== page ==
Steve Gunn: Hi Rick! “Lily, Rosemary, and the Jack of Hearts” was the one song from the original album that I could never really connect with. There is something about that upbeat tempo and overbearing organ that never worked with the lyrics for me. The song starts out with a shiny harmonica melody and upbeat rhythm, and after a few bars I always felt compelled to move on to the next song. It also sits right in between “Meet Me in the Morning” and “If You See Her, Say Hello,” which is tough billing in my opinion.
The starkness on the bootleg version changes this song completely for me. Bob’s solo guitar with a slower, more spirited vocal delivery shed a whole new light—there is more weight to this story now. It feels like a new discovery for me, even though it’s that same song. Less is more is definitely the lesson for me on this track, too.
Rumpus: How do you feel about the guitar playing on the New York Sessions? I recollect that Robert Christgau heard the New York Sessions when they were first done, and basically said that Dylan had unlearned everything he had learned from going electric, but I find the really simple guitar sound on these songs very powerful. Part of why it doesn’t bother me is the tuning, I think. “Tangled Up in Blue” really orbits around this strange place that the chords go now, like there are a lot of ninths in it or something. I assume they are there in the canonical release, too, but it feels more obvious in the context of this man-and-his-acoustic-guitar version.
Gunn: I really like the guitar playing on these sessions, and I can hear more emotion in his singing. It’s so great to hear these songs unadorned, with all of the excess peeled off of the album version. The tuning for “Tangled Up in Blue” is in open D, and it’s all out in the open on this session. I love being able to hear that, with the other chords strummed out in a loose rhythm that really matches the sentiment. Maybe Christgau was right in that perhaps he unlearned his way of playing electric, but for me these new recordings get to back the core of Dylan. Especially with this song, there is so much more fragility and depth with him simply sitting there with his acoustic.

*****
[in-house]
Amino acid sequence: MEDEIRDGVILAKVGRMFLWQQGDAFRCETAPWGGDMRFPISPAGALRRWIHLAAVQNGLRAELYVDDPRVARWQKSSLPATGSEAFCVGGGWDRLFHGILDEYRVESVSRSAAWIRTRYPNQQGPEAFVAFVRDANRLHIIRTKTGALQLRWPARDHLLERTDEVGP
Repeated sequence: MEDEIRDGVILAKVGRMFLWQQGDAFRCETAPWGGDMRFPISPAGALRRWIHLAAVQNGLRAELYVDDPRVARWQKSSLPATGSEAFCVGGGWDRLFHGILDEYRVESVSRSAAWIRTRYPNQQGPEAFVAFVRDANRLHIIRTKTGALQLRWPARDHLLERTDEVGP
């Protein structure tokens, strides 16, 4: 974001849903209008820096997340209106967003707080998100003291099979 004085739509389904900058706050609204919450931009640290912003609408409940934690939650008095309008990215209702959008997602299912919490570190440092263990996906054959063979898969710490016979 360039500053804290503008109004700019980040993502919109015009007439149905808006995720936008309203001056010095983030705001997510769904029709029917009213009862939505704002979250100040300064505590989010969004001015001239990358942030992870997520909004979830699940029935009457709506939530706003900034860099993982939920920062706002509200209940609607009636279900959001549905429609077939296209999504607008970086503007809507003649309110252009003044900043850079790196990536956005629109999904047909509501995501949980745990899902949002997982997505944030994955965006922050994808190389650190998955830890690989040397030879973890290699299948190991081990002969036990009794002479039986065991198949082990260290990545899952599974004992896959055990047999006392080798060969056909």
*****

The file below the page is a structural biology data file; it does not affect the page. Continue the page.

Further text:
Rumpus: How are you feeling about the songs lyrically now that you can hear them really clearly and the lyrics are up front with less reverb (and slowed down to the actual pitch)?
Gunn: Dylan’s slow and clear delivery on this session help the lyrics feel more significant to me. I think these versions really capture where Dylan was at emotionally when he was writing these songs. You can feel these tracks being a cathartic process for him, and it’s really palpable on songs like “Tangled Up in Blue” and “You’re Gonna Make Me Lonesome When You Go.”
Rumpus: Do you have a Dylan period that most speaks to you? And where does this sit in the larger body of work now?
Gunn: I remember getting the Live 1966 CD set at Tower Records about twenty years ago, and listing to that nonstop until the discs were scratched up and worn out. There is a solo acoustic set on Disc 2 from Manchester that sounds astounding. I drained a lot of AA batteries on the Discman with that one. I think the recording is from the night before he went electric at Royal Albert Hall in London.
There is something particularly spirited in his vocals at this concert. His guitar and harmonica playing also push the intensity of the singing. Knowing that he went electric at the next gig also gives these versions a particular urgency. It’s a really good recording, also, and you can hear the echo of his vocals across the silent theater—with heavy applause in between the song breaks.
This was the first of my many Dylan phases. Since then I have moved through so many different periods that are all pretty important to me. My obsession moved from those discs to Blonde on Blonde, then to Blood on the Tracks, The Basement Tapes, Planet Waves, The Rolling Thunder Revue, New Morning, Time Out of Mind, and more recently to some of the newer material.
The More Blood, More Tracks session gives me another opportunity to hear one of my favorite Dylan albums in a different light. These stark versions of the songs give them a newness and renewed significance. I can feel the emotion with the voice up front and simple arrangements to hold them out in the open. The intensity of these sessions makes this one a new favorite.